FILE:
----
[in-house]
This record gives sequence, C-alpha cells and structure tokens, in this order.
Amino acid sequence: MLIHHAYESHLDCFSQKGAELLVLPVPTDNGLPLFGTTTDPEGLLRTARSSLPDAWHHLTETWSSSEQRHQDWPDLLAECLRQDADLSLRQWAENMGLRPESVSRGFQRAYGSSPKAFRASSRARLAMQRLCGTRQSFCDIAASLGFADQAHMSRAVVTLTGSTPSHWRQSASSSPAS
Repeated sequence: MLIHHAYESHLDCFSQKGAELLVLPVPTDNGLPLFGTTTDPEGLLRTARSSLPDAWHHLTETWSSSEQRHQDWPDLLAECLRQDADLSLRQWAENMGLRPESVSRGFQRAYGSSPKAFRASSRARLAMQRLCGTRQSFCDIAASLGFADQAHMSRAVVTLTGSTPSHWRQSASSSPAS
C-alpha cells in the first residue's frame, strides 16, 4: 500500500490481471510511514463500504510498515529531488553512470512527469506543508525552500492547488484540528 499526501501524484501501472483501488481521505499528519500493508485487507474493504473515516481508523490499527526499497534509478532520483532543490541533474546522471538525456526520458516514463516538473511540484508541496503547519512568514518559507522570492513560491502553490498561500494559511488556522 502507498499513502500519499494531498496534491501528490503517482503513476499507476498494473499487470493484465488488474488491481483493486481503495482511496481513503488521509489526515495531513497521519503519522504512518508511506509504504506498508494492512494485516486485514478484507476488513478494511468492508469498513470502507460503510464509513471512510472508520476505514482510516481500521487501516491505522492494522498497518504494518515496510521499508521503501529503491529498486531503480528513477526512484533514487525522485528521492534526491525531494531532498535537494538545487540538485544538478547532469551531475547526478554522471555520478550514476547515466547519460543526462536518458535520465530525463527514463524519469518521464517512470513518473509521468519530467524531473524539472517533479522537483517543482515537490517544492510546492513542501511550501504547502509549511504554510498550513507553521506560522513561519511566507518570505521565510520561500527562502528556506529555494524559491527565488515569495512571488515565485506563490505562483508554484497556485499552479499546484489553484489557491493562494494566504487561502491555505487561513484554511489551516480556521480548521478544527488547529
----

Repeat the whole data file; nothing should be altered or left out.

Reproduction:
[in-house]
This record gives sequence, C-alpha cells and structure tokens, in this order.
Amino acid sequence: MLIHHAYESHLDCFSQKGAELLVLPVPTDNGLPLFGTTTDPEGLLRTARSSLPDAWHHLTETWSSSEQRHQDWPDLLAECLRQDADLSLRQWAENMGLRPESVSRGFQRAYGSSPKAFRASSRARLAMQRLCGTRQSFCDIAASLGFADQAHMSRAVVTLTGSTPSHWRQSASSSPAS
Repeated sequence: MLIHHAYESHLDCFSQKGAELLVLPVPTDNGLPLFGTTTDPEGLLRTARSSLPDAWHHLTETWSSSEQRHQDWPDLLAECLRQDADLSLRQWAENMGLRPESVSRGFQRAYGSSPKAFRASSRARLAMQRLCGTRQSFCDIAASLGFADQAHMSRAVVTLTGSTPSHWRQSASSSPAS
C-alpha cells in the first residue's frame, strides 16, 4: 500500500490481471510511514463500504510498515529531488553512470512527469506543508525552500492547488484540528 499526501501524484501501472483501488481521505499528519500493508485487507474493504473515516481508523490499527526499497534509478532520483532543490541533474546522471538525456526520458516514463516538473511540484508541496503547519512568514518559507522570492513560491502553490498561500494559511488556522 502507498499513502500519499494531498496534491501528490503517482503513476499507476498494473499487470493484465488488474488491481483493486481503495482511496481513503488521509489526515495531513497521519503519522504512518508511506509504504506498508494492512494485516486485514478484507476488513478494511468492508469498513470502507460503510464509513471512510472508520476505514482510516481500521487501516491505522492494522498497518504494518515496510521499508521503501529503491529498486531503480528513477526512484533514487525522485528521492534526491525531494531532498535537494538545487540538485544538478547532469551531475547526478554522471555520478550514476547515466547519460543526462536518458535520465530525463527514463524519469518521464517512470513518473509521468519530467524531473524539472517533479522537483517543482515537490517544492510546492513542501511550501504547502509549511504554510498550513507553521506560522513561519511566507518570505521565510520561500527562502528556506529555494524559491527565488515569495512571488515565485506563490505562483508554484497556485499552479499546484489553484489557491493562494494566504487561502491555505487561513484554511489551516480556521480548521478544527488547529